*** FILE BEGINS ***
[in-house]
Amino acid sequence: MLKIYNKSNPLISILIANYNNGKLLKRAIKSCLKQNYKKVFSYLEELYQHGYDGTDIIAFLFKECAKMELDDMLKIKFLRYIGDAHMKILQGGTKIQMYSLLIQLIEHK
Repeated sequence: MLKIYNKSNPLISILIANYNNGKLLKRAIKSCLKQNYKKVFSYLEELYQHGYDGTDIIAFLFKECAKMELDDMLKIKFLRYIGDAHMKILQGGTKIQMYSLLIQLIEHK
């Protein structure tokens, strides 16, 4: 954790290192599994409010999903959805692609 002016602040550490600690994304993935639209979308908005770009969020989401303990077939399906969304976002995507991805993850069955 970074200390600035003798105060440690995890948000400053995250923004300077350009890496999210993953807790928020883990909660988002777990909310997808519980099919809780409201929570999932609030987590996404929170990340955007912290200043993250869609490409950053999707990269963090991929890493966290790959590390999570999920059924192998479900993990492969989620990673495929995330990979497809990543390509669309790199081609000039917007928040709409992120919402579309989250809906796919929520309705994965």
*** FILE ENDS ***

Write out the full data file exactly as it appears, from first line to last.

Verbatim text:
[in-house]
Amino acid sequence: MLKIYNKSNPLISILIANYNNGKLLKRAIKSCLKQNYKKVFSYLEELYQHGYDGTDIIAFLFKECAKMELDDMLKIKFLRYIGDAHMKILQGGTKIQMYSLLIQLIEHK
Repeated sequence: MLKIYNKSNPLISILIANYNNGKLLKRAIKSCLKQNYKKVFSYLEELYQHGYDGTDIIAFLFKECAKMELDDMLKIKFLRYIGDAHMKILQGGTKIQMYSLLIQLIEHK
């Protein structure tokens, strides 16, 4: 954790290192599994409010999903959805692609 002016602040550490600690994304993935639209979308908005770009969020989401303990077939399906969304976002995507991805993850069955 970074200390600035003798105060440690995890948000400053995250923004300077350009890496999210993953807790928020883990909660988002777990909310997808519980099919809780409201929570999932609030987590996404929170990340955007912290200043993250869609490409950053999707990269963090991929890493966290790959590390999570999920059924192998479900993990492969989620990673495929995330990979497809990543390509669309790199081609000039917007928040709409992120919402579309989250809906796919929520309705994965």